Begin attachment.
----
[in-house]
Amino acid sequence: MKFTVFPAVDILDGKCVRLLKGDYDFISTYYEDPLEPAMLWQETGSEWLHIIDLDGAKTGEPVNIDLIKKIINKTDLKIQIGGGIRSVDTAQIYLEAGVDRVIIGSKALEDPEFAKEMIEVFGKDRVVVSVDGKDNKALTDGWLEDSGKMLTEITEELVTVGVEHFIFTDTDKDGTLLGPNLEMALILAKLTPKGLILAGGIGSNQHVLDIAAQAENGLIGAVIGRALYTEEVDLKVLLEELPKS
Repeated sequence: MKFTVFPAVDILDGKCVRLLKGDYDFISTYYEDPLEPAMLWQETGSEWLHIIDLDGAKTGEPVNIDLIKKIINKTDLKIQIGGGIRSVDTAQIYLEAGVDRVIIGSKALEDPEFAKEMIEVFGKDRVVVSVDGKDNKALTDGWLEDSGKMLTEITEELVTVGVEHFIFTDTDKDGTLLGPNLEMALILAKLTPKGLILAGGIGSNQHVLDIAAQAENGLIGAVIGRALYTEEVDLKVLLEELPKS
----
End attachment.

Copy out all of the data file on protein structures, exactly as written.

[in-house]
Amino acid sequence: MKFTVFPAVDILDGKCVRLLKGDYDFISTYYEDPLEPAMLWQETGSEWLHIIDLDGAKTGEPVNIDLIKKIINKTDLKIQIGGGIRSVDTAQIYLEAGVDRVIIGSKALEDPEFAKEMIEVFGKDRVVVSVDGKDNKALTDGWLEDSGKMLTEITEELVTVGVEHFIFTDTDKDGTLLGPNLEMALILAKLTPKGLILAGGIGSNQHVLDIAAQAENGLIGAVIGRALYTEEVDLKVLLEELPKS
Repeated sequence: MKFTVFPAVDILDGKCVRLLKGDYDFISTYYEDPLEPAMLWQETGSEWLHIIDLDGAKTGEPVNIDLIKKIINKTDLKIQIGGGIRSVDTAQIYLEAGVDRVIIGSKALEDPEFAKEMIEVFGKDRVVVSVDGKDNKALTDGWLEDSGKMLTEITEELVTVGVEHFIFTDTDKDGTLLGPNLEMALILAKLTPKGLILAGGIGSNQHVLDIAAQAENGLIGAVIGRALYTEEVDLKVLLEELPKS